The national language of Argentina is Spanish, otherwise known as Castilian in Hispanophone countries. The most frequent dialect of Castilian is Rioplatense, whose speakers are mainly located in the Rio de la Plata basin. Besides Spanish, the most widely spoken language is English. 42.3% of Argentineans claim to speak some English. However, only about 15.4% of those that claim to speak some English actually have a high level of English comprehension. But, English is taught in the schools since elementary school. Another prominent language throughout Argentina is the Brazilian dialect of Portuguese. There are also decent sized populations that speak Italian, a dialect of Arabic, and Standard German. Lastly, due to the large number of indigenous communities, there also exist a large number of indigenous languages spoken throughout the country. For example, Guarani and Quechua are two indigenous languages spoken in their respective regions.
Education in Argentina 2014
According to UNICEF, in 2012, the total adult literacy rate was 97.9% of the population. However, the youth literacy rate of males is 99% and the youth literacy rate of females is 99.4%. Thus, the younger population is receiving better education than the older generation, which signals an advance in society for the upcoming generation. 98.9% of males participate and attend primary schools, while 99.1% of females participate and attend the primary schools. Then, about 87.5% of males participate in secondary school, while 90.6% of females participate in secondary school. Argentina has a mandatory school system from ages 5 to 17. The first three years of secondary school are considered compulsory, but the last two to three years are not required. After secondary school, students have an option to attend a university. In fact, there are currently 39 national universities, financed by the Ministry of Finance. However, if students wish to pursue a different career track, there is a strong network of vocational schools where students can study a specific trade.
Health and Health Care in Argentina 2014
The health care system in Argentina is made up of three different proponents: private, public, and social. The private sector covers approximately 5% of the population. It is similar to the private health care in the United States, where individuals will pay their insurance companies and receive benefits based on their specific plans. The public sector covers about 50% of the population and is financed through the taxes. Health care is considered to be a universal human right in Argentina. Thus, regardless of income, nationality, or legal status, any person in Argentina has the right to use the health care facilities. However, over the past few years, the number of immigrants has increased, along with the number of unemployed. Thus, the public sector of the health care system is very crowded, resulting in waiting periods for health care. The public health care facilities also suffer from a lack of supplies. The increase in the usage of the public system has not been met with a proper increase in spending for necessary supplies or for updates in the technology. Instead, the government has decided to focus on spending more on drugs and pharmaceuticals. The social sector is known as the Obras Sociales. Every person that is considered to have formal employment must pay into this type of health care. The Obras Sociales is run by the trade unions for each sector. The employers and employees each pay a fixed rate for health insurance, which then subsidizes the actual health care costs of the employee. As of 2011, 5.3% of Argentina’s GDP was spent on health care.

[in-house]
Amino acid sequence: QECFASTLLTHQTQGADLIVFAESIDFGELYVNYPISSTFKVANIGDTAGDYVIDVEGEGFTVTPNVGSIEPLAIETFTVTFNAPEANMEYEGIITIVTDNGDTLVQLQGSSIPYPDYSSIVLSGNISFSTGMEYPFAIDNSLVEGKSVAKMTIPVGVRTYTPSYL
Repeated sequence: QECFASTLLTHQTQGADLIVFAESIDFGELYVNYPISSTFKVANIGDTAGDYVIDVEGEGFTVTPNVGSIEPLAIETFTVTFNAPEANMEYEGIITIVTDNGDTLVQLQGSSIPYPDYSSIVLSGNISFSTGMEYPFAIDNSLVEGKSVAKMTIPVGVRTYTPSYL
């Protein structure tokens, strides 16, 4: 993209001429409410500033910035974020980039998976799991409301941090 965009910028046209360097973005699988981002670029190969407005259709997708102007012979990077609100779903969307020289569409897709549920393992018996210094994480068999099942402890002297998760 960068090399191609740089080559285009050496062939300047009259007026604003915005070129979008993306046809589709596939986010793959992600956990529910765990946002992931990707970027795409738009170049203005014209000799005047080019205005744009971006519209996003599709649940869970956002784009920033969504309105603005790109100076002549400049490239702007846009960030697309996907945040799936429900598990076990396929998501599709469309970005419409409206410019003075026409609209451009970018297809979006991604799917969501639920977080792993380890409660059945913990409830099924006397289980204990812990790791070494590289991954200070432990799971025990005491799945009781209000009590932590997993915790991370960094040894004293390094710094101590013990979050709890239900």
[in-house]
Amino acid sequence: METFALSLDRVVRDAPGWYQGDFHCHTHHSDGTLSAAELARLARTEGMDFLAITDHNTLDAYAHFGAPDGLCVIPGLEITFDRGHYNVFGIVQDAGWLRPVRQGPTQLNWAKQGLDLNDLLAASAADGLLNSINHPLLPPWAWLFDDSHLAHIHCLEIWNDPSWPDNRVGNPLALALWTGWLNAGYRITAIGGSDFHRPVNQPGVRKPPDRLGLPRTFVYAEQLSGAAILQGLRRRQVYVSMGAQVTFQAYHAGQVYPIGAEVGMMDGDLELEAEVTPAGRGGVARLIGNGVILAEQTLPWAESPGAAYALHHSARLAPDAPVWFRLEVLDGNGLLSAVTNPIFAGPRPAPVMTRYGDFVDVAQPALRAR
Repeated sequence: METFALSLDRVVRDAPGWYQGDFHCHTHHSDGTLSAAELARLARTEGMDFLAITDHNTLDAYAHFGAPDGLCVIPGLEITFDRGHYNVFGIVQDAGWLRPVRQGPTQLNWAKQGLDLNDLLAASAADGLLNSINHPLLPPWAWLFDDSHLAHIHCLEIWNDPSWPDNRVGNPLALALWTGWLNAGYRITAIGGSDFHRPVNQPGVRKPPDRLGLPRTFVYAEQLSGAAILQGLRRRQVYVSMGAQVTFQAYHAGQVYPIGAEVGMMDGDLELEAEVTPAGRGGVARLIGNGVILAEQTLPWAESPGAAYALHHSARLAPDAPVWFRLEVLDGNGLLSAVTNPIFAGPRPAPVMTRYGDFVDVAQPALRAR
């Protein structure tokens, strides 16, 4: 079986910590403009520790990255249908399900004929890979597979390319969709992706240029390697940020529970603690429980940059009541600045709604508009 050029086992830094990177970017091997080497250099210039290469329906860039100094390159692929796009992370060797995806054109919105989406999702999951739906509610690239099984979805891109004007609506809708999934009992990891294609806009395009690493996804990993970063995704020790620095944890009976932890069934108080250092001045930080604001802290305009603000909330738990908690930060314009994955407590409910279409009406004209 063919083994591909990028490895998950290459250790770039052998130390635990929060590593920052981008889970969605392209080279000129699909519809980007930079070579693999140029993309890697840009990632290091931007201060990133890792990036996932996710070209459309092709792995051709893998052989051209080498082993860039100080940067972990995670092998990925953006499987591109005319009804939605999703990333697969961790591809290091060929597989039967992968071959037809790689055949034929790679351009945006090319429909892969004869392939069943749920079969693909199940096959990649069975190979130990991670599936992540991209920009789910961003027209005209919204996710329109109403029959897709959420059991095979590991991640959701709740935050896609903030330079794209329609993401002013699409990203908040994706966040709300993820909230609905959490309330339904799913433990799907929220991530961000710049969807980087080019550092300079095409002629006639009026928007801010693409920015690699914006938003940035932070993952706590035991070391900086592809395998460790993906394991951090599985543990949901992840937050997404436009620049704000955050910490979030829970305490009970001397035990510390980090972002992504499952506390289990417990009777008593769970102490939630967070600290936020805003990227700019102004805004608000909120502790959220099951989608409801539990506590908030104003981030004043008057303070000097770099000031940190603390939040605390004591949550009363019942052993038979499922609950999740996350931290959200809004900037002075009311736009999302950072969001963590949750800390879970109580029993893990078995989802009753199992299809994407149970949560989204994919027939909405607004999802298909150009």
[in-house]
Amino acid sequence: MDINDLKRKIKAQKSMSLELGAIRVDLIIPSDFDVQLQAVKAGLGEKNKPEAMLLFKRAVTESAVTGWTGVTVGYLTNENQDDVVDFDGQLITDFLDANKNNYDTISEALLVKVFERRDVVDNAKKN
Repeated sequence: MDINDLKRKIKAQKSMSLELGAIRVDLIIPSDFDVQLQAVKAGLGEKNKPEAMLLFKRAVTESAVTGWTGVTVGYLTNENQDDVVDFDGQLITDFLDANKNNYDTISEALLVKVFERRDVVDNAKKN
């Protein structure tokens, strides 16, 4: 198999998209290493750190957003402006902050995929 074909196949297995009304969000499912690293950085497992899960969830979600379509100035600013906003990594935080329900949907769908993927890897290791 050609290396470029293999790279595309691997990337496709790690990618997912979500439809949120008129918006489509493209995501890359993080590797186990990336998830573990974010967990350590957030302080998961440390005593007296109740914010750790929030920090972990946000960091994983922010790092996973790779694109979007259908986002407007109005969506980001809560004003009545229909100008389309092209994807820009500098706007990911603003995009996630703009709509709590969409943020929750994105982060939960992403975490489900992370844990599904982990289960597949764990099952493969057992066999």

As of 2012, the life expectancy of someone born in Argentina is 76.1 years. The under-five mortality rate was 14 deaths per 1,000 children under five years. The infant mortality rate is 13 infant deaths per 1,000 births. About 7.2% of children are born with low birth weight. As of 2011, 99.2% of the population uses improved drinking water sources and 96.3% of the population uses improved sanitation facilities. Lastly, only 0.4% of the population has been diagnosed with HIV in Argentina.